The Odds eBook

Ethel May Dell
This eBook from the Gutenberg Project consists of approximately 335 pages of information about The Odds.

Robin followed her closely, as one in her confidence; and Jack laid a quiet hand on his wife’s arm.

“Don’t laugh at her!” he said.

She stared at him.  “Good gracious, Jack!  What’s the matter?  I didn’t mean anything.”

“I know you didn’t.  But this thing is serious.  If Fletcher Hill comes to-night, I believe she’ll have him—­that is, if she’s let alone.  But she won’t if you twit her with it.  It’s touch and go.”

Jack spoke with great earnestness.  It was evident that the matter was one upon which he felt very strongly, and Adela shrugged a tolerant shoulder and yielded to his persuasion.

“I’ll be as solemn as a judge,” she promised.  “The affair certainly has hung fire considerably.  It would be a good thing to get it settled.  But Fletcher Hill!  Well, he wouldn’t be my choice!”

“He’s a fine man,” asserted Jack.

“Oh, I’ve no doubt.  But he’s an animal with a nasty bite, or I am much mistaken.  However, let Dot marry him by all means if she feels that way!  It’s certainly high time she married somebody.”

She turned aside to put the teapot on the hob, humming inconsequently, and the subject dropped.

Jack went to his room to wash, and in a few minutes more they gathered round the supper-table with careless talk of the doings of the day.

It had always been Dot’s favourite time, the supper-hour.  In the old days before Jack’s marriage she had looked forward to it throughout the day.  The companionship of this beloved brother of hers had been the chief joy of her life.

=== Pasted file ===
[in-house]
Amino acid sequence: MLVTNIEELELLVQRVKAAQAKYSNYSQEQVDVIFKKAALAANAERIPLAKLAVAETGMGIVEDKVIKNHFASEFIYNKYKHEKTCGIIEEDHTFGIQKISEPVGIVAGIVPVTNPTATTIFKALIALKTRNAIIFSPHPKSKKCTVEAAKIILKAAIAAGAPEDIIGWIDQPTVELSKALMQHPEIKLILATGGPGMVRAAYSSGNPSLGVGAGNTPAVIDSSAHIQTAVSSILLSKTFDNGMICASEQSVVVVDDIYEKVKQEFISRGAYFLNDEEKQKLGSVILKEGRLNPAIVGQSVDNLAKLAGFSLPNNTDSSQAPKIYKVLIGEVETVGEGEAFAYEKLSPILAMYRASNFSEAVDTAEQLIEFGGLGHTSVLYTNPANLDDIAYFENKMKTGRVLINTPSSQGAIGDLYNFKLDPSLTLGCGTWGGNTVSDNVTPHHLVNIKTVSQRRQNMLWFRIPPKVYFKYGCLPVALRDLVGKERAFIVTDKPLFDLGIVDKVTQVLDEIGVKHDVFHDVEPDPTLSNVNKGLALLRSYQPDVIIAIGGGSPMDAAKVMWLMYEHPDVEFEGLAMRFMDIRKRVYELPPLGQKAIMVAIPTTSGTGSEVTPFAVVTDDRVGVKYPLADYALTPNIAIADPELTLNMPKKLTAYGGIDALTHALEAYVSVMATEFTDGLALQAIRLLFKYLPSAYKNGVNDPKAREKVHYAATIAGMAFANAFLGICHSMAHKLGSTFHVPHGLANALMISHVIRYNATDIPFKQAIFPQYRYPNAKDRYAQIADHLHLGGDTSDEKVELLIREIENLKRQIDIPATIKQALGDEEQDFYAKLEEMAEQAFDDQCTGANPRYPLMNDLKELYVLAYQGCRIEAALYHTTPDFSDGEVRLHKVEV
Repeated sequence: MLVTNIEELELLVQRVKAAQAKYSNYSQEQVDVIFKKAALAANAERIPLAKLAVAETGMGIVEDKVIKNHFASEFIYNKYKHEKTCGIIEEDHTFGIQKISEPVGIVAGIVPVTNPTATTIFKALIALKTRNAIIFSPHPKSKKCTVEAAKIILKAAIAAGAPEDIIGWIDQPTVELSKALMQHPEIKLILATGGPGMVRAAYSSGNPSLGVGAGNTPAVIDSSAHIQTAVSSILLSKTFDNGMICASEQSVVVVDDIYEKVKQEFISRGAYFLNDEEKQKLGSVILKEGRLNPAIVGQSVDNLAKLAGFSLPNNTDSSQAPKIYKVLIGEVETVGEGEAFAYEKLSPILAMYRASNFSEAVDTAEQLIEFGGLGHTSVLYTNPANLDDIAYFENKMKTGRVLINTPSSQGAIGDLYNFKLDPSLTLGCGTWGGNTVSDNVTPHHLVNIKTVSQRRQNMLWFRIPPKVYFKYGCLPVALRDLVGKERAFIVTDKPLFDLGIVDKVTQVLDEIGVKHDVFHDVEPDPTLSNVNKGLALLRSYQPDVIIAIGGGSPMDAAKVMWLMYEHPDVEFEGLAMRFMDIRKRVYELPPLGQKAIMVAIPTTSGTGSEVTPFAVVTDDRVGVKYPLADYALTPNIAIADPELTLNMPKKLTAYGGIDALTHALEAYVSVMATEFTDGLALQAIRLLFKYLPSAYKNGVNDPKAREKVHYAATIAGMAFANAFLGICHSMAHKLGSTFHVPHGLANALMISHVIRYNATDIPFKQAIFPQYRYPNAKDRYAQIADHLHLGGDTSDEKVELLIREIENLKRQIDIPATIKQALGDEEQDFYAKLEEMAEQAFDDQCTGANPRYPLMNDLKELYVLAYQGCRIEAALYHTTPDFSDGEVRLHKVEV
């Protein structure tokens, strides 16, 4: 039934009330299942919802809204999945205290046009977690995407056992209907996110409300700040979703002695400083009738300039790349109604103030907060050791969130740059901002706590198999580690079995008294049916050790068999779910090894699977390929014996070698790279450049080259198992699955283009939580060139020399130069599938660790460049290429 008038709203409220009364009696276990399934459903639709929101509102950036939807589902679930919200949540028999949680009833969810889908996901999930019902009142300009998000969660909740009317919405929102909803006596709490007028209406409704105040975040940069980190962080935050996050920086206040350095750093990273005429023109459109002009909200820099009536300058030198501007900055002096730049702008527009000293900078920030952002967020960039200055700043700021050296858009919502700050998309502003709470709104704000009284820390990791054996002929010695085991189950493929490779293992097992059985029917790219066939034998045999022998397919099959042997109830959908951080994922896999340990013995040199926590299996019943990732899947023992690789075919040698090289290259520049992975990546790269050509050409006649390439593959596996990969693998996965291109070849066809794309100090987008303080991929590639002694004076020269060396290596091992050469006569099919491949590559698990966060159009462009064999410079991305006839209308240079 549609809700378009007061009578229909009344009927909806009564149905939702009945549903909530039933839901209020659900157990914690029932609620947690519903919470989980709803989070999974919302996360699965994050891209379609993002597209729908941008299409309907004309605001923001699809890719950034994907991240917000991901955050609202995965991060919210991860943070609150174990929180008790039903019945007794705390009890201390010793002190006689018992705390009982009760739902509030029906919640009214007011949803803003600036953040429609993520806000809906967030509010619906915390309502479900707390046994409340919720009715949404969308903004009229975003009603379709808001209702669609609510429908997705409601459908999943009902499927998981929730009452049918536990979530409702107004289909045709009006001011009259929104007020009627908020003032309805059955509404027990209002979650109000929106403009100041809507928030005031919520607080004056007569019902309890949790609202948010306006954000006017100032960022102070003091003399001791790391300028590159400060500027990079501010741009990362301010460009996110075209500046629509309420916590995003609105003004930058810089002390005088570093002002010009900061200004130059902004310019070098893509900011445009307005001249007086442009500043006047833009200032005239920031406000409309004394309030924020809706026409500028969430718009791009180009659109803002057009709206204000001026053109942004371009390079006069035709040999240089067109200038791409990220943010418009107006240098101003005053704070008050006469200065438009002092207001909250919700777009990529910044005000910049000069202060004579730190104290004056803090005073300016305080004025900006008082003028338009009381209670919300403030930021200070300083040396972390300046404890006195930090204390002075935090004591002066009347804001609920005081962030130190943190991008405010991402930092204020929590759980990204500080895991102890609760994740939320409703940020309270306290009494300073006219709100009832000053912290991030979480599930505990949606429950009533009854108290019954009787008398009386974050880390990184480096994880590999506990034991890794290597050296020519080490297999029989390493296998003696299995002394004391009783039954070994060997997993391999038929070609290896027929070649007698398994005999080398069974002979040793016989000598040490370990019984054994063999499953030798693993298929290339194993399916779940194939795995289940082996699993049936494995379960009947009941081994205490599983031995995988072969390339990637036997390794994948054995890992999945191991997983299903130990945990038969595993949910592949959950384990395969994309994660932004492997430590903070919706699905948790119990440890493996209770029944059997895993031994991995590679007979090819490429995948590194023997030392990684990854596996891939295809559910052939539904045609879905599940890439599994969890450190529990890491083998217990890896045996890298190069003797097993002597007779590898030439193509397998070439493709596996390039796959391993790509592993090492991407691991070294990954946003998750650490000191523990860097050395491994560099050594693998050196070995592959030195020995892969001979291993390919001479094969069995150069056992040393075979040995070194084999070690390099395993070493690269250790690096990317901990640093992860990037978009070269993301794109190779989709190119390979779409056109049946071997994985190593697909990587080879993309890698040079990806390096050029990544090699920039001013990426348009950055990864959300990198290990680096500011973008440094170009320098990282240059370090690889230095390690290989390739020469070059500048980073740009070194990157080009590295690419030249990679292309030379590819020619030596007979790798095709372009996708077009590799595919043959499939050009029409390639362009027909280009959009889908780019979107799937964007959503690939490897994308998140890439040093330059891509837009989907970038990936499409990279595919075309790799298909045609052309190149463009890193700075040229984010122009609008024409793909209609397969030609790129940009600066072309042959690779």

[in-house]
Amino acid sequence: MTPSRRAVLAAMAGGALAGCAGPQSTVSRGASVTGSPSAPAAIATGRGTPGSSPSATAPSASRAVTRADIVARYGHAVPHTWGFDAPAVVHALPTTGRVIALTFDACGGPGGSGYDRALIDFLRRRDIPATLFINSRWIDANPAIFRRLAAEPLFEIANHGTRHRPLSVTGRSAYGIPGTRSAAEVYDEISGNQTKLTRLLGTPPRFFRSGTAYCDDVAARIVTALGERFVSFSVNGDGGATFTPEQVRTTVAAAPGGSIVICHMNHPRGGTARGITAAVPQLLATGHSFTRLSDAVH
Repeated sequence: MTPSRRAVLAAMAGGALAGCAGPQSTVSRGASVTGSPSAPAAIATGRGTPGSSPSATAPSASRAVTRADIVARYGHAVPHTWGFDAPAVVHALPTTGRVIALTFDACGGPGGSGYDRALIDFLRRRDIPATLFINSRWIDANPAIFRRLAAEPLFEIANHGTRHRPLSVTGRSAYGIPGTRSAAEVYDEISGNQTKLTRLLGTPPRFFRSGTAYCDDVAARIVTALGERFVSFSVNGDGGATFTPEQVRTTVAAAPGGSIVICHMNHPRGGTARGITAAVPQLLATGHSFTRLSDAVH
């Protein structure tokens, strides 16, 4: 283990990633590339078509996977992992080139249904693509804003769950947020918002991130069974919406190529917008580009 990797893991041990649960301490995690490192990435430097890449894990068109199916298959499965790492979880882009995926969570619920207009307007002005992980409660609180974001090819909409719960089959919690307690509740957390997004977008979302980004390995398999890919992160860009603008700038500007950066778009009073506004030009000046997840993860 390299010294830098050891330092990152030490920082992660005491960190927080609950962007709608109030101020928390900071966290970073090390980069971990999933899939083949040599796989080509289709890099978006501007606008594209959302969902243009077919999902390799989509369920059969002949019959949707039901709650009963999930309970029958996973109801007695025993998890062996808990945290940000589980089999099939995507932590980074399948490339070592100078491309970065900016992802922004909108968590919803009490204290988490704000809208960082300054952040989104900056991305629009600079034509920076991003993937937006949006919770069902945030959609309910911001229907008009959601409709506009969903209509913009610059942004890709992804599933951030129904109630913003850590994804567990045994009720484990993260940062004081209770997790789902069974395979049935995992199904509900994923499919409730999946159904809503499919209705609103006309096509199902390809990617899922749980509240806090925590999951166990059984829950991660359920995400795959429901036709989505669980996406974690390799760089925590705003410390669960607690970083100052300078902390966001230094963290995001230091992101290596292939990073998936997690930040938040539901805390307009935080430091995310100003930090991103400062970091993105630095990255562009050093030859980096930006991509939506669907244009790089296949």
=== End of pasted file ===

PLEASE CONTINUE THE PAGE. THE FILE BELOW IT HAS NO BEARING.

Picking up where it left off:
But things were different now.  It was her part to serve the meal, to clear the table, and to wash the dishes Jack and Adela were complete without her.  Though they always welcomed her when the work was done, she knew that her society was wholly unessential, and she often prolonged her labours in the scullery that she might not intrude too soon upon them.  She was no longer necessary to anyone—­except to Robin the faithful, who followed her as her shadow.  She had become Number Three, and she was lonely—­she was lonely!



There came a sound of hoofs thudding over the pastures.  Robin lifted his eyebrows and cocked his ears with a growl.

Dot barely glanced up from the saucepan she was cleaning; her lips tightened a little, that was all.

The hoofs drew rapidly nearer, dropping from a canter to a quick trot that ended in a clattering walk on the stones of the yard.  Through the open window Dot heard the heavy thud of a man’s feet as he jumped to the ground.

Then came Jack’s voice upraised in greeting.  “Hallo, Fletcher!  Come in, man!  Come in!  Delighted to see you.”

The voice that spoke in answer was short and clipped.  Somehow it had an official sound.  “Hallo, Jack!  Good evening, Mrs. Burton!  What!  Alone?”

Project Gutenberg
The Odds from Project Gutenberg. Public domain.
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